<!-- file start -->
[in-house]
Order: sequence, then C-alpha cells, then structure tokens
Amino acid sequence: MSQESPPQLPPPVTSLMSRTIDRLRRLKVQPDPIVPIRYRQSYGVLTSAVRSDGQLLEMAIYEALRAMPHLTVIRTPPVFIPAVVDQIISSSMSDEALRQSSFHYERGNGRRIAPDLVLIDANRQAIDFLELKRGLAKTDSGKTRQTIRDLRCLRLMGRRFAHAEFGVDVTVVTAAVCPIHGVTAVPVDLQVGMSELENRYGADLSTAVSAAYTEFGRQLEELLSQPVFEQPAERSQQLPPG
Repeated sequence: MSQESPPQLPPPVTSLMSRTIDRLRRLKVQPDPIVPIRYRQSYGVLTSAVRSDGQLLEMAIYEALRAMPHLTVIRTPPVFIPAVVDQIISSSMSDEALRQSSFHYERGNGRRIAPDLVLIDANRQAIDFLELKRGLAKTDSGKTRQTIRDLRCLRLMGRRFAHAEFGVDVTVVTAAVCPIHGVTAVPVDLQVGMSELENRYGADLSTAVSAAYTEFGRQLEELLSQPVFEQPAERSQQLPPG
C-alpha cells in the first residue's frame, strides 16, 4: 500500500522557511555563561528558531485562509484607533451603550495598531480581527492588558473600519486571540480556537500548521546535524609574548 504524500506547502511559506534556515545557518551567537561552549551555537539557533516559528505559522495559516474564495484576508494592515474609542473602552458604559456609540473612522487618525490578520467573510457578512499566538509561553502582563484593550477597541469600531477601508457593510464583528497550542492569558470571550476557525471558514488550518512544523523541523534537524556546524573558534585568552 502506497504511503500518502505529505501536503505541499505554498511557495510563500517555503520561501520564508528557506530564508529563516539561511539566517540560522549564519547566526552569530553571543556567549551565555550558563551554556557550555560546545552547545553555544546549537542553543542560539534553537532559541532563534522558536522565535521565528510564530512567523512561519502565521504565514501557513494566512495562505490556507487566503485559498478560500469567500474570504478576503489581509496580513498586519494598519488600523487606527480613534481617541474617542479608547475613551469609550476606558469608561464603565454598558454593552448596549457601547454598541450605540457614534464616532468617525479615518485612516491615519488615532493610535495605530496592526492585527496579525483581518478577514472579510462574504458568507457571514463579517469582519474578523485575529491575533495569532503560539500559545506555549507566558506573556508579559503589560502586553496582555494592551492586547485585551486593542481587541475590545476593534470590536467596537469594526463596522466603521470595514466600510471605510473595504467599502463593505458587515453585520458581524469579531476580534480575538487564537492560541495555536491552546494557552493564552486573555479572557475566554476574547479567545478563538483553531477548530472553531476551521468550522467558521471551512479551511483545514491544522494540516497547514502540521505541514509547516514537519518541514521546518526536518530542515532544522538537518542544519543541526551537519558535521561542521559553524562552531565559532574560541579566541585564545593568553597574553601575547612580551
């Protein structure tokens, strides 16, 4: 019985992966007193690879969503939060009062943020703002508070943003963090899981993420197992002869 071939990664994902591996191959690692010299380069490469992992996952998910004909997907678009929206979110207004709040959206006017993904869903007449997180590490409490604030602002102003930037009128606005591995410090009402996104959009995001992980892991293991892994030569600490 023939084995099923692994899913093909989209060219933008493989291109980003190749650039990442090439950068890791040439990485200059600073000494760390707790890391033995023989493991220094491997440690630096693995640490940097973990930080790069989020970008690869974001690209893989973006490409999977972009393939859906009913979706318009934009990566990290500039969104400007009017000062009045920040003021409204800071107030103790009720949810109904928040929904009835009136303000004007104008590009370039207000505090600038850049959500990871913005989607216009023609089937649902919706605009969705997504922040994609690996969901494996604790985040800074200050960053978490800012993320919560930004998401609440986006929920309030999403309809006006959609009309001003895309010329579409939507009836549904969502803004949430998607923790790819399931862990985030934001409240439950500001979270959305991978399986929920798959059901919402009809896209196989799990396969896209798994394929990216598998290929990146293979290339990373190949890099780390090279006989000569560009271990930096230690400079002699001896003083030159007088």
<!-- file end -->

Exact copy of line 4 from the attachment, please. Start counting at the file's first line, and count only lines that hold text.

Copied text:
Repeated sequence: MSQESPPQLPPPVTSLMSRTIDRLRRLKVQPDPIVPIRYRQSYGVLTSAVRSDGQLLEMAIYEALRAMPHLTVIRTPPVFIPAVVDQIISSSMSDEALRQSSFHYERGNGRRIAPDLVLIDANRQAIDFLELKRGLAKTDSGKTRQTIRDLRCLRLMGRRFAHAEFGVDVTVVTAAVCPIHGVTAVPVDLQVGMSELENRYGADLSTAVSAAYTEFGRQLEELLSQPVFEQPAERSQQLPPG